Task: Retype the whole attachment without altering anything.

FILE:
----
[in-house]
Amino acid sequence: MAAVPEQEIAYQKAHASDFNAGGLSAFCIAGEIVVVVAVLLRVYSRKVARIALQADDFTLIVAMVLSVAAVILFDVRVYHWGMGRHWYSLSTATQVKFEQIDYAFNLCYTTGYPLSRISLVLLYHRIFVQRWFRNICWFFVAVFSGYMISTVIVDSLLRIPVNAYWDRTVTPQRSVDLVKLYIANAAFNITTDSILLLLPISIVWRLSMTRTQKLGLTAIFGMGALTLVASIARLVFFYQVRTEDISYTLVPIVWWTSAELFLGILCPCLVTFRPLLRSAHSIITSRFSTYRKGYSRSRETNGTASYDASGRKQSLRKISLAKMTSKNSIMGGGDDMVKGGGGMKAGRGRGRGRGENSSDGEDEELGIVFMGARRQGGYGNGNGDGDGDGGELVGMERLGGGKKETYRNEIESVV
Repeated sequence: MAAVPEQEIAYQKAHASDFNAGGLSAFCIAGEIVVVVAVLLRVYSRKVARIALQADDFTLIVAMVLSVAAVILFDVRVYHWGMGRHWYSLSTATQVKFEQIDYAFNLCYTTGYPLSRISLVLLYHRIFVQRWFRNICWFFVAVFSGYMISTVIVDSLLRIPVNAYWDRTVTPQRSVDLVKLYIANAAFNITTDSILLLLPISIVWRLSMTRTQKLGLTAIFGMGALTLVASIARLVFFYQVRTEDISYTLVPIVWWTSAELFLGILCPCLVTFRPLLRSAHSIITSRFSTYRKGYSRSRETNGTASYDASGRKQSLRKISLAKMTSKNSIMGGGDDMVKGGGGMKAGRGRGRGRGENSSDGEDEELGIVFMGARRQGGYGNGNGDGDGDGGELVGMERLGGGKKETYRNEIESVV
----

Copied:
[in-house]
Amino acid sequence: MAAVPEQEIAYQKAHASDFNAGGLSAFCIAGEIVVVVAVLLRVYSRKVARIALQADDFTLIVAMVLSVAAVILFDVRVYHWGMGRHWYSLSTATQVKFEQIDYAFNLCYTTGYPLSRISLVLLYHRIFVQRWFRNICWFFVAVFSGYMISTVIVDSLLRIPVNAYWDRTVTPQRSVDLVKLYIANAAFNITTDSILLLLPISIVWRLSMTRTQKLGLTAIFGMGALTLVASIARLVFFYQVRTEDISYTLVPIVWWTSAELFLGILCPCLVTFRPLLRSAHSIITSRFSTYRKGYSRSRETNGTASYDASGRKQSLRKISLAKMTSKNSIMGGGDDMVKGGGGMKAGRGRGRGRGENSSDGEDEELGIVFMGARRQGGYGNGNGDGDGDGGELVGMERLGGGKKETYRNEIESVV
Repeated sequence: MAAVPEQEIAYQKAHASDFNAGGLSAFCIAGEIVVVVAVLLRVYSRKVARIALQADDFTLIVAMVLSVAAVILFDVRVYHWGMGRHWYSLSTATQVKFEQIDYAFNLCYTTGYPLSRISLVLLYHRIFVQRWFRNICWFFVAVFSGYMISTVIVDSLLRIPVNAYWDRTVTPQRSVDLVKLYIANAAFNITTDSILLLLPISIVWRLSMTRTQKLGLTAIFGMGALTLVASIARLVFFYQVRTEDISYTLVPIVWWTSAELFLGILCPCLVTFRPLLRSAHSIITSRFSTYRKGYSRSRETNGTASYDASGRKQSLRKISLAKMTSKNSIMGGGDDMVKGGGGMKAGRGRGRGRGENSSDGEDEELGIVFMGARRQGGYGNGNGDGDGDGGELVGMERLGGGKKETYRNEIESVV